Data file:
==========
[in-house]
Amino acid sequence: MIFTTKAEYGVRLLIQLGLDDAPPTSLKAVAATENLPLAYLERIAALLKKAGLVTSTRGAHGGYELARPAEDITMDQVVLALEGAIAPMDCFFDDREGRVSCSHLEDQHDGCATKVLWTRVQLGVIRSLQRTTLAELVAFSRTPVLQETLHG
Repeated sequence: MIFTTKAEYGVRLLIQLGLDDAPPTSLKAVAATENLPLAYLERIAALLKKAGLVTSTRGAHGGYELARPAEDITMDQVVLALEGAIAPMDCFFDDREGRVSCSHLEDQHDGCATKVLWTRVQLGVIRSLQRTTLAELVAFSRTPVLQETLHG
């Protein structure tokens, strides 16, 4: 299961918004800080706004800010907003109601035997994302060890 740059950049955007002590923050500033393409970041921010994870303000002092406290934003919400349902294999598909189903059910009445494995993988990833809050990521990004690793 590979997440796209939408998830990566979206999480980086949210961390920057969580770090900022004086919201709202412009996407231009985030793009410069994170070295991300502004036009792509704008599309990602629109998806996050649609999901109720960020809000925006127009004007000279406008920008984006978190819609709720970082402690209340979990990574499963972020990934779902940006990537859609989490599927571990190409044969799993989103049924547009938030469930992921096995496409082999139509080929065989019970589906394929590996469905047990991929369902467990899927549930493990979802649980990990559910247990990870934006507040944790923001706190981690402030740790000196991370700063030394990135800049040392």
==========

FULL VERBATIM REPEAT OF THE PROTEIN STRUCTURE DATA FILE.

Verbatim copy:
[in-house]
Amino acid sequence: MIFTTKAEYGVRLLIQLGLDDAPPTSLKAVAATENLPLAYLERIAALLKKAGLVTSTRGAHGGYELARPAEDITMDQVVLALEGAIAPMDCFFDDREGRVSCSHLEDQHDGCATKVLWTRVQLGVIRSLQRTTLAELVAFSRTPVLQETLHG
Repeated sequence: MIFTTKAEYGVRLLIQLGLDDAPPTSLKAVAATENLPLAYLERIAALLKKAGLVTSTRGAHGGYELARPAEDITMDQVVLALEGAIAPMDCFFDDREGRVSCSHLEDQHDGCATKVLWTRVQLGVIRSLQRTTLAELVAFSRTPVLQETLHG
């Protein structure tokens, strides 16, 4: 299961918004800080706004800010907003109601035997994302060890 740059950049955007002590923050500033393409970041921010994870303000002092406290934003919400349902294999598909189903059910009445494995993988990833809050990521990004690793 590979997440796209939408998830990566979206999480980086949210961390920057969580770090900022004086919201709202412009996407231009985030793009410069994170070295991300502004036009792509704008599309990602629109998806996050649609999901109720960020809000925006127009004007000279406008920008984006978190819609709720970082402690209340979990990574499963972020990934779902940006990537859609989490599927571990190409044969799993989103049924547009938030469930992921096995496409082999139509080929065989019970589906394929590996469905047990991929369902467990899927549930493990979802649980990990559910247990990870934006507040944790923001706190981690402030740790000196991370700063030394990135800049040392």